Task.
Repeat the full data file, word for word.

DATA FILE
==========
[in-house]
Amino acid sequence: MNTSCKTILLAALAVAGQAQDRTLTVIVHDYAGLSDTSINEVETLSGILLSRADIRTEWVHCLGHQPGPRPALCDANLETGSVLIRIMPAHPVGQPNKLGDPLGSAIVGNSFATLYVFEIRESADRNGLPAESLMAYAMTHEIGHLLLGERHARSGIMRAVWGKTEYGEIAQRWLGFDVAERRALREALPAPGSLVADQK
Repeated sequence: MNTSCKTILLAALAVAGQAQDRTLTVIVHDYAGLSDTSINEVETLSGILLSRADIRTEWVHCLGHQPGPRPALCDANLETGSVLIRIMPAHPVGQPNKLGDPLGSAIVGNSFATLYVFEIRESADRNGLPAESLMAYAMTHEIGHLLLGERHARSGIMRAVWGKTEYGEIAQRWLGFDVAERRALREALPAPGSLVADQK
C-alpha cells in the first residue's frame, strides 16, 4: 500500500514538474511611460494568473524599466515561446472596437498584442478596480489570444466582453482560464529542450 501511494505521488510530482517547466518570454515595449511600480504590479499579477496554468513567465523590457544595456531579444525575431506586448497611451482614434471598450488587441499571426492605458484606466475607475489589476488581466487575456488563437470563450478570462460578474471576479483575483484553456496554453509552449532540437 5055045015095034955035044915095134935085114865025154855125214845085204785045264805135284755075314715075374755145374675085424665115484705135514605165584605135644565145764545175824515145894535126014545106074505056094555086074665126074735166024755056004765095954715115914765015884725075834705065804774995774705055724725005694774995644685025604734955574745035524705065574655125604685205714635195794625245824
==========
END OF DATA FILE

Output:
[in-house]
Amino acid sequence: MNTSCKTILLAALAVAGQAQDRTLTVIVHDYAGLSDTSINEVETLSGILLSRADIRTEWVHCLGHQPGPRPALCDANLETGSVLIRIMPAHPVGQPNKLGDPLGSAIVGNSFATLYVFEIRESADRNGLPAESLMAYAMTHEIGHLLLGERHARSGIMRAVWGKTEYGEIAQRWLGFDVAERRALREALPAPGSLVADQK
Repeated sequence: MNTSCKTILLAALAVAGQAQDRTLTVIVHDYAGLSDTSINEVETLSGILLSRADIRTEWVHCLGHQPGPRPALCDANLETGSVLIRIMPAHPVGQPNKLGDPLGSAIVGNSFATLYVFEIRESADRNGLPAESLMAYAMTHEIGHLLLGERHARSGIMRAVWGKTEYGEIAQRWLGFDVAERRALREALPAPGSLVADQK
C-alpha cells in the first residue's frame, strides 16, 4: 500500500514538474511611460494568473524599466515561446472596437498584442478596480489570444466582453482560464529542450 501511494505521488510530482517547466518570454515595449511600480504590479499579477496554468513567465523590457544595456531579444525575431506586448497611451482614434471598450488587441499571426492605458484606466475607475489589476488581466487575456488563437470563450478570462460578474471576479483575483484553456496554453509552449532540437 5055045015095034955035044915095134935085114865025154855125214845085204785045264805135284755075314715075374755145374675085424665115484705135514605165584605135644565145764545175824515145894535126014545106074505056094555086074665126074735166024755056004765095954715115914765015884725075834705065804774995774705055724725005694774995644685025604734955574745035524705065574655125604685205714635195794625245824